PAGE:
Tennis: Verve and nerve undoes sad Seles

Click to follow
THE saddest sight of the week so far at the Lipton Championships here was of the once great Monica Seles, 24, her fighting spirit intact but her body sagging for the want of fitness, labouring to defeat at the hands of Anna Kournikova, a 16-year-old

picture of vitality.

Kournikova's verve filled the Centre Court again yesterday as she dismantled Conchita Martinez, the 1994 Wimbledon champion, 6-3, 6-0, barely breaking stride from one point to the next. That took the 25th-ranked Kournikova into a quarter-final against the second seed, Lindsay Davenport.

Beating Seles, however, was a special event for Kournikova, whose maturing talent, it will be remembered, took her to the Wimbledon semi-finals last year. She squealed with delight after winning, 7-5, 6-4, describing the success as "probably my most

enjoyable victory".

There was no spite in the statement. Quite the contrary. "Monica's always been the player that I admired most," the Americanised Russian explained. "It was my dream to play against her. I feel great that I played against her and that I won, of course. But I just want to say that she's a great athlete and I will always admire her."

One day Kournikova might tell her grandchildren about the time she beat her tennis idol. We trust that she will not gloss over the point that Seles, distraught by her father's illness and out of condition after two months' absence from tournaments, cut an almost matronly figure.

Kournikova expressed compassion. "I feel bad for her, for her dad, for what happened to her [when she was stabbed in 1993]," she said. "I think she was the greatest ever. If nothing had happened to her, I think she would win another 20 Grand Slams, or whatever.

"When I was growing up, she was the young and upcoming player. I remember her playing French Opens against Steffi [Graf], when I was like eight years old or something. I like her game, her very aggressive style. I try to play the same way."

Seles is also trying to play the same way, chiefly from memory, although her thoughts have established a different priority since her father's health deteriorated. She only competed at the Lipton because it is not too far from the family's Florida home. "I'm just going to take it a day at a time," Seles said. "That's what I kind of decided coming into Lipton." Was Wimbledon still part of her schedule? "At this point, I really don't know."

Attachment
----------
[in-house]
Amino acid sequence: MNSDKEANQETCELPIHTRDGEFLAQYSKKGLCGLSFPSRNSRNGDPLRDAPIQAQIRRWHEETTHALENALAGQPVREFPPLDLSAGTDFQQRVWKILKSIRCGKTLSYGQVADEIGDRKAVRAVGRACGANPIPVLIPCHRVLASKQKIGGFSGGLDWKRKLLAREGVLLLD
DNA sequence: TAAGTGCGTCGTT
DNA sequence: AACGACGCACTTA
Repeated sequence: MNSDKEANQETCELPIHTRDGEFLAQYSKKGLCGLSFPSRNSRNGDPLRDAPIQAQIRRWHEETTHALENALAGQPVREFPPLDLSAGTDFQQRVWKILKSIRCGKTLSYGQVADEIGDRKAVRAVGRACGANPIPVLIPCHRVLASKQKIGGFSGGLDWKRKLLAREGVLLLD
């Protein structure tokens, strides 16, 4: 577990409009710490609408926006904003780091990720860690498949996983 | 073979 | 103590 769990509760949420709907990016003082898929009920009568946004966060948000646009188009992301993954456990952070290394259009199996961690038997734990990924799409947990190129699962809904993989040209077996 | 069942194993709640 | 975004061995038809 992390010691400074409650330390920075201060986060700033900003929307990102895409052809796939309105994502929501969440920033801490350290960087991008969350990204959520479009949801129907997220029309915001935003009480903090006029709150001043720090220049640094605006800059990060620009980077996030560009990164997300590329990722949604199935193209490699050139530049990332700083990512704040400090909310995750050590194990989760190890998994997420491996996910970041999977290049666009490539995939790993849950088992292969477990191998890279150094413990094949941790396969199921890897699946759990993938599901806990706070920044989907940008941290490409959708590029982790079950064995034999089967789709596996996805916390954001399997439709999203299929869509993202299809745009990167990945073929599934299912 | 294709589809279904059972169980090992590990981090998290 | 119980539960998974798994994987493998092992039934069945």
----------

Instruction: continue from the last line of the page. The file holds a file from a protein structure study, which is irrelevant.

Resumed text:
Unsurprisingly, there were few glimpses of Seles's fierce shot-making of old, even when she was dominating the match against Kournikova. "I haven't really worked much on anything the last few months," she said. "I don't have that confidence to finish the match off, which has been happening the past year, since I took my practice hours down. I'm just not serving enough. The timing is not there. I gave away too many easy shots on key points. I left the ball, and let the ball bounce. I had no feeling of whether it was going in or out."

The men's singles continued to produce upsets, Yevgeny Kafelnikov, the sixth seed, joining Pete Sampras, the world No 1, on the sidelines. The Russian seemed to be heading for the quarter-finals after taking the opening set of his match yesterday, but when Jeff Tarango is on the other side of the net anything can happen. On this occasion, the turbulent American simply put his game together and prospered, 3-6, 6-3, 6-2.

Dates have been released for the ATP Tour's experiment of having coaches on the court, as in Davis Cup ties. Starting in Hong Kong on 6 April, coaches will be part of the scene in Atlanta, Munich, Gstaad and Los Angeles.

Unlike the Davis Cup, the coaches will only come on court and talk with their players during change-overs after sets. These will be extended from 90 to 120 seconds. Players without a travelling coach will be able to nominate someone else, a doubles partner, say, subject to the approval of the supervisor.

Would players be allowed to use mobile phones to contact their coach if he is unable to attend the event but maybe watching on television? "Nothing in the rules prevents a player phoning up his coach," said Weller Evans, vice-president of ATP Tour player services. But is it good to talk?